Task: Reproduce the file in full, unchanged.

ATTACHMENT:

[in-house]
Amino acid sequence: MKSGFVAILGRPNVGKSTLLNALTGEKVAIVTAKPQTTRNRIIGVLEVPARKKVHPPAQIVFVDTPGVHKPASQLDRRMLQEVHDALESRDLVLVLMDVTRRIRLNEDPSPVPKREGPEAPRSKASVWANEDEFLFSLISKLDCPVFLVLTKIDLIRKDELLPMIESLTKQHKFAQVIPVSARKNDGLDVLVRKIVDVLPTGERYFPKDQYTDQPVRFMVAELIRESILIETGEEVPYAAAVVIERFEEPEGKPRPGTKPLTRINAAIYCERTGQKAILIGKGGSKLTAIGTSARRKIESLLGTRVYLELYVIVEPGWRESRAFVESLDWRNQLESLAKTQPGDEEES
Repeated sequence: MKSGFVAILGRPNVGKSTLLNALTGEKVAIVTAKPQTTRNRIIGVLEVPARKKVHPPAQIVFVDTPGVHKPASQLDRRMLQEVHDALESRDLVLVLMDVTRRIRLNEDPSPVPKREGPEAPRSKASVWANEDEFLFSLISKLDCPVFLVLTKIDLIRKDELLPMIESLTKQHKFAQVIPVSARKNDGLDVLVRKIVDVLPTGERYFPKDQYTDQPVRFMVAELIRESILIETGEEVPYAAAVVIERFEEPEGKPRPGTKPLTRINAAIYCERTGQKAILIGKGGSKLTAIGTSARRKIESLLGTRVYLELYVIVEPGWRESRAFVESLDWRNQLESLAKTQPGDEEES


[in-house]
Amino acid sequence: MKSGFVAILGRPNVGKSTLLNALTGEKVAIVTAKPQTTRNRIIGVLEVPARKKVHPPAQIVFVDTPGVHKPASQLDRRMLQEVHDALESRDLVLVLMDVTRRIRLNEDPSPVPKREGPEAPRSKASVWANEDEFLFSLISKLDCPVFLVLTKIDLIRKDELLPMIESLTKQHKFAQVIPVSARKNDGLDVLVRKIVDVLPTGERYFPKDQYTDQPVRFMVAELIRESILIETGEEVPYAAAVVIERFEEPEGKPRPGTKPLTRINAAIYCERTGQKAILIGKGGSKLTAIGTSARRKIESLLGTRVYLELYVIVEPGWRESRAFVESLDWRNQLESLAKTQPGDEEES
Repeated sequence: MKSGFVAILGRPNVGKSTLLNALTGEKVAIVTAKPQTTRNRIIGVLEVPARKKVHPPAQIVFVDTPGVHKPASQLDRRMLQEVHDALESRDLVLVLMDVTRRIRLNEDPSPVPKREGPEAPRSKASVWANEDEFLFSLISKLDCPVFLVLTKIDLIRKDELLPMIESLTKQHKFAQVIPVSARKNDGLDVLVRKIVDVLPTGERYFPKDQYTDQPVRFMVAELIRESILIETGEEVPYAAAVVIERFEEPEGKPRPGTKPLTRINAAIYCERTGQKAILIGKGGSKLTAIGTSARRKIESLLGTRVYLELYVIVEPGWRESRAFVESLDWRNQLESLAKTQPGDEEES